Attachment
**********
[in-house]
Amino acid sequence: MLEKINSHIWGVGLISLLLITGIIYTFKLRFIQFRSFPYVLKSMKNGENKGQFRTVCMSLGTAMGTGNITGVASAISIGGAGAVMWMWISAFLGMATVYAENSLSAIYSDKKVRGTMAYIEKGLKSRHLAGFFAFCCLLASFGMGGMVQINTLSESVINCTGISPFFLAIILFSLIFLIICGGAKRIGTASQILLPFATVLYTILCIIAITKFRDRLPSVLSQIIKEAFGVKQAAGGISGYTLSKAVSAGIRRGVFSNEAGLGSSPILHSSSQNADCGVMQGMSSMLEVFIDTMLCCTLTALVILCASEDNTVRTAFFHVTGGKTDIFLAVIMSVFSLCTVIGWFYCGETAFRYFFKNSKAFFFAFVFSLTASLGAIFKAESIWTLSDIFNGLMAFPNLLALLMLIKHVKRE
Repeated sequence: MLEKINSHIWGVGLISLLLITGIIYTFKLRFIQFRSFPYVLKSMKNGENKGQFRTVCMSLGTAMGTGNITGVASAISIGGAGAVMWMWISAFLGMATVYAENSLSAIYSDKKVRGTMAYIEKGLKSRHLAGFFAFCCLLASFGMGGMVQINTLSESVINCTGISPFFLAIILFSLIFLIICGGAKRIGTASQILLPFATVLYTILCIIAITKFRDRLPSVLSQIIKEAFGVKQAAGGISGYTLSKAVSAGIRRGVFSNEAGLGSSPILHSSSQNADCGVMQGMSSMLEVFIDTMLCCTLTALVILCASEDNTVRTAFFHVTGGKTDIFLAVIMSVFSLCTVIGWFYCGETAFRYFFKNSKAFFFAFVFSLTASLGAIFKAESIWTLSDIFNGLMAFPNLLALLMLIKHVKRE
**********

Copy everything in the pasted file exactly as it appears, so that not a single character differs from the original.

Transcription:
[in-house]
Amino acid sequence: MLEKINSHIWGVGLISLLLITGIIYTFKLRFIQFRSFPYVLKSMKNGENKGQFRTVCMSLGTAMGTGNITGVASAISIGGAGAVMWMWISAFLGMATVYAENSLSAIYSDKKVRGTMAYIEKGLKSRHLAGFFAFCCLLASFGMGGMVQINTLSESVINCTGISPFFLAIILFSLIFLIICGGAKRIGTASQILLPFATVLYTILCIIAITKFRDRLPSVLSQIIKEAFGVKQAAGGISGYTLSKAVSAGIRRGVFSNEAGLGSSPILHSSSQNADCGVMQGMSSMLEVFIDTMLCCTLTALVILCASEDNTVRTAFFHVTGGKTDIFLAVIMSVFSLCTVIGWFYCGETAFRYFFKNSKAFFFAFVFSLTASLGAIFKAESIWTLSDIFNGLMAFPNLLALLMLIKHVKRE
Repeated sequence: MLEKINSHIWGVGLISLLLITGIIYTFKLRFIQFRSFPYVLKSMKNGENKGQFRTVCMSLGTAMGTGNITGVASAISIGGAGAVMWMWISAFLGMATVYAENSLSAIYSDKKVRGTMAYIEKGLKSRHLAGFFAFCCLLASFGMGGMVQINTLSESVINCTGISPFFLAIILFSLIFLIICGGAKRIGTASQILLPFATVLYTILCIIAITKFRDRLPSVLSQIIKEAFGVKQAAGGISGYTLSKAVSAGIRRGVFSNEAGLGSSPILHSSSQNADCGVMQGMSSMLEVFIDTMLCCTLTALVILCASEDNTVRTAFFHVTGGKTDIFLAVIMSVFSLCTVIGWFYCGETAFRYFFKNSKAFFFAFVFSLTASLGAIFKAESIWTLSDIFNGLMAFPNLLALLMLIKHVKRE